This month the SQLskills team is presenting a series of blog posts aimed at helping Accidental/Junior DBAs ‘keep the SQL Server lights on’. It’s a little taster to let you know what we cover in our Immersion Event for The Accidental/Junior DBA, which we present several times each year. If you know someone who would benefit from this class, refer them and earn a $50 Amazon gift card – see class pages for details. You can find all the other posts in this series at http://www.SQLskills.com/help/AccidentalDBA. Enjoy!
In today’s post I want to introduce you to the three recovery models a database can use, and to the various kinds of backups that are possible with SQL Server.
Before that, I need to explain a little bit about the transaction log that exists in each database. Whenever a transaction makes a change to a database, a record of the change is made in the transaction log, using log records to describe the change. Each transaction that’s making changes can either commit, making those changes durable in the database, or it can roll back, which removes the effects of the changes from the database.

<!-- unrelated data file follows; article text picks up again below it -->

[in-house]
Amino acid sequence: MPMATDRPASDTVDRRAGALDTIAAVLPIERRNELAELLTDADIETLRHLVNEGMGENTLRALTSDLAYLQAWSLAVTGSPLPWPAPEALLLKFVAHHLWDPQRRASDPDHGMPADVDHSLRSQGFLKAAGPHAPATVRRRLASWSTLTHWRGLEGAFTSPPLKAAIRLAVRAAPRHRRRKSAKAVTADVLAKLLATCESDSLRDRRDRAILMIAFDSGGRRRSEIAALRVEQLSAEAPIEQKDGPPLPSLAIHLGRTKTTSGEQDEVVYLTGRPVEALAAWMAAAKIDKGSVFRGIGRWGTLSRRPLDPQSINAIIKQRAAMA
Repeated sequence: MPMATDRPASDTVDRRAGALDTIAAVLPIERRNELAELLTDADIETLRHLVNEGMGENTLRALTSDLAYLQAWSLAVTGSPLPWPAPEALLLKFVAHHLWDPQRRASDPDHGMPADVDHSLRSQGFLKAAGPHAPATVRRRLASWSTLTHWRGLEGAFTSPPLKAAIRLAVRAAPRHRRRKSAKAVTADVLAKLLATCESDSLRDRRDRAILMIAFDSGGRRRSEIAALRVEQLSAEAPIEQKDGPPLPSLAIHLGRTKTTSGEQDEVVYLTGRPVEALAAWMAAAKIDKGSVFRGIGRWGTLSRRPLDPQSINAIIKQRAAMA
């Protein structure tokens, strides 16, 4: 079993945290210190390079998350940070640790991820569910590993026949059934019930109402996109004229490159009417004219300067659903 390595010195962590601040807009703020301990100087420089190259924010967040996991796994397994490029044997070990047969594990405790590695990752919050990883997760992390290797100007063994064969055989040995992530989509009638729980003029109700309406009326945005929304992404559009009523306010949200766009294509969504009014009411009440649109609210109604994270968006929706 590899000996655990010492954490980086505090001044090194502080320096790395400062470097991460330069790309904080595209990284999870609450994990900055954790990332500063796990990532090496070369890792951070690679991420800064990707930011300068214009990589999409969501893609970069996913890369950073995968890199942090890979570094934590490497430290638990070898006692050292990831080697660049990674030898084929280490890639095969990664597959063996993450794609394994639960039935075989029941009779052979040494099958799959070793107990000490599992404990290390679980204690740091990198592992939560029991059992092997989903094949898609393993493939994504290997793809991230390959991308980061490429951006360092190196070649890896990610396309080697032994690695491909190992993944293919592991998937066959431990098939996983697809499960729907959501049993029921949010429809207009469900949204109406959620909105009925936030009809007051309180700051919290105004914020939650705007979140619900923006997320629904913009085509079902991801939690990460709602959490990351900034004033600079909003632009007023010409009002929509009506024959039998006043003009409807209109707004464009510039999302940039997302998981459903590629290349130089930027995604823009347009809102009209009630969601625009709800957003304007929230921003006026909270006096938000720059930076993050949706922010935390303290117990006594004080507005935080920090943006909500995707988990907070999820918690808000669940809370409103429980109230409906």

If the system crashes, databases undergo crash recovery, which makes sure that:
- For all transactions that were committed at the time of the crash, their effects are present in the database. This may mean that some log records are redone – re-applying the described changes to the database.
- For all transactions that were not committed at the time of the crash, their effects are not present in the database. This may mean that some log records are undone – applying changes that reverse the described changes in the database (essentially doing the anti-operations, like deleting a table row that was inserted by an uncommitted transaction).
Crash recovery makes sure that the database is transactionally-consistent. The same set of operations occur when a database is restored as part of disaster recovery, using the transaction log records present in your various backups.
The transaction log needs to be managed to ensure it doesn’t grow out of control, by periodically allowing the contents of the log to be cleared, so the space can be reused for more log records. “Clearing” the log is sometimes referred to as “truncating” the log and they both mean the same thing: some portion of the log will be marked as available for reuse.
Back in 2009 I wrote an long, introductory article for TechNet Magazine that discusses all of this in more detail – see Understanding Logging and Recovery in SQL Server – and if you want really comprehensive information on the transaction log, see my 7.5 hour, online Pluralsight course: SQL Server: Logging Recovery, and the Transaction Log.